But his book Times Square Tintypes, which was published in 1932, collected his Broadway columns, and like In Your Hat, the 1933 tell-all memoir by Sardi’s Hat Check Girl to the Stars, Renee Carroll, it’s a great time-capsule look at an exciting era in New York City cultural history.
The introduction that precedes the book’s first chapter below was written by Gilbert Wolf Gabriel, who worked with Skolsky at the Evening Sun. Gabriel went on to write for Vanity Fair, The New Yorker, and many other publications. He eventually became a drama critic of some note.


I am not here to introduce Mr. Skolsky, the author of these subsequent sketches. Like all true biographers, Mr. Skolsky has a passion for self-effacement. He will hiss me for disclosing him in even the most general terms.
It is my theory that all good Broadway columnists—a race apart—are small of frame, soft of voice, racy with all the sophistication of the naïve-at-heart, with eyes that are incurably big with the wonder and glee of what they see in that fabulous district, the vicinity of Times Square. Mr. Skolsky is a favorite Broadway columnist, and he looks his likable part.
On The Sun, we used to leave Mr. Skolsky to his own sly devices. It would be better fun to wait and see what new personality he’d choose to lightning-sketch and pin up on the New York sky line each succeeding week. He was—still is, in his new-found quarters on The News—inexhaustible about that business. His world brims with possibilities for his peculiar sort of portraiture. His asylum of the great and the near-great will never run empty. He will always, I”m sure, greet every up-and-coming understudy with her literary tintype before she is six paces on her way to stardom.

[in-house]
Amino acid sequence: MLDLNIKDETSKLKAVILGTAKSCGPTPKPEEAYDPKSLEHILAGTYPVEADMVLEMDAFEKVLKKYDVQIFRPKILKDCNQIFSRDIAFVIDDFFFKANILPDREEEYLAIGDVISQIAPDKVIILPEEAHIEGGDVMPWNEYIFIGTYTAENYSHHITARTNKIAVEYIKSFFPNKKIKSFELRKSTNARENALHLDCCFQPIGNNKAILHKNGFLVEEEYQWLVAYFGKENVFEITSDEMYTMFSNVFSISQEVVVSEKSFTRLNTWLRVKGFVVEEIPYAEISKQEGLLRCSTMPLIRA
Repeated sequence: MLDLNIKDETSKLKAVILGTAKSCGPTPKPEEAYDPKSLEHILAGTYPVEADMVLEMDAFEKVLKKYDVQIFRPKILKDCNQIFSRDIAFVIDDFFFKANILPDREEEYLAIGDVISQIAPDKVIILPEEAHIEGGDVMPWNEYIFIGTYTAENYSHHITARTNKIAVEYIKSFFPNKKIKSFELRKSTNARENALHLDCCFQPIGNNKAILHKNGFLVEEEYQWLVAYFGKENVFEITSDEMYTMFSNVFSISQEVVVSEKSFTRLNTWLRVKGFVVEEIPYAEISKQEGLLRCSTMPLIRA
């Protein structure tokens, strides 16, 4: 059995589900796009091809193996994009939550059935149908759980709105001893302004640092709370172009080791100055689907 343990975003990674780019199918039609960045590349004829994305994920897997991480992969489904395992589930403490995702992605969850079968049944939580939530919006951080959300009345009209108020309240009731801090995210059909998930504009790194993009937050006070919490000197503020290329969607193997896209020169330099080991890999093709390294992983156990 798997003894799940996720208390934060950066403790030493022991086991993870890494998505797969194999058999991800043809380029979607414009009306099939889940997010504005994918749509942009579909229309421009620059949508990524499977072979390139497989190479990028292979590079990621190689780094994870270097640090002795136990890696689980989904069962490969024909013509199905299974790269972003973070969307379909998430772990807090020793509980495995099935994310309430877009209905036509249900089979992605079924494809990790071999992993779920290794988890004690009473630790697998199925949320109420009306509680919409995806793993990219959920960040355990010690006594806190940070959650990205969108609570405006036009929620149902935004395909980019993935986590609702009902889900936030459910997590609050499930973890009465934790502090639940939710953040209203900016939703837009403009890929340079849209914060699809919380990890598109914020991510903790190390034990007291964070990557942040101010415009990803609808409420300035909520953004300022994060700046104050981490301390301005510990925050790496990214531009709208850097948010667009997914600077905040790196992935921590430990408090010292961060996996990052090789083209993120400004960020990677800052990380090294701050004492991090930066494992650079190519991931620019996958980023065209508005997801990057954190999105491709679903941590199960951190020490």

The charcoal with which Mr. Skolsky draws is a native product. It can be made out of nothing else than Broadway’s compressed soot. And he wields it with a hand grown exceedingly quick and sure in the nervous racket of Broadway crowds. His wit has the telegraphic tempo which insures clean and telling strokes, and I have yet to see a single smudge of dirtiness in any of his shadows. More astounding still, he does without malice . . . in a territory where malice is both the coin and the curse of the realm.
I cannot remember that any of the ladies, proverbially famous for vanity, took exception to their Skolsky portraits. One, perhaps two, inordinately modest gentlemen did. Why, I can’t guess. He did them most merciful justice, and for his kindness was once imprisoned in a slowly descending elevator with a subject so indignant that Mr. Skolsky was momentarily expecting a shove to the bottom of the shaft. Broadway has its battlefields and its war crosses. Columnists must sign their ease and prepare to be first casualties.
But the larger, more constant embarrassment of this gallery of well-knowns must have been, not indignation, but, on the contrary, supplication. No sooner was Mr. Skolsky’s series a pronounced success—and it was such a success much sooner than it was a series—than the coy requests began to pour in. He was invited, advised, urged, begged to grow staccato concerning the semi-private lives of almost every semi-private person in New York.
He had me always wondering how he escaped wasting time and space on opaque and uninteresting third-raters. Until I saw that the fun lay all in Skolsky himself, and that he has his own happy way of turning kithen-maids into Columbines and dullest dogs into blue-ribbon wonders of the Broadway age.

*   *   *   *   *


Florenz Ziegfeld. That’s his real name. His father was Dr. Florenz Ziegfeld, founder of the Chicago Musical College. His mother, Rosalie de Hez, a French girl. He was born in Chicago, March 21, 1869.
His telephone bill is $10 a day.
Likes to munch sweets. Generally carries a small box of candy in his pocket.
Can’t sleep after six in the morning. Starts his day’s work in bed. With a masseur working on him, he dictates telegrams. Only one-third of the telegrams he writes are actually sent.
Talks with a nasal tone. Which is mimicked by some of his stars behind his back.
Whenever he goes on a long trip he takes along his own chef and his own food in a special car.
His theatrical fame and fortune really started on July 8, 1907. It was then he produced his first Follies. It was presented in the theatre now known as Loew’s New York Roof.
Knows more ways of escaping process servers than any other man in the world.
He can’t keep a secret.
Wears lavender-colored shirts, pointed perforated shoes, usually brown, and a hat that costs $40. In the winter he always wears a heavy beaver coat. He hates evening clothes and seldom wears them.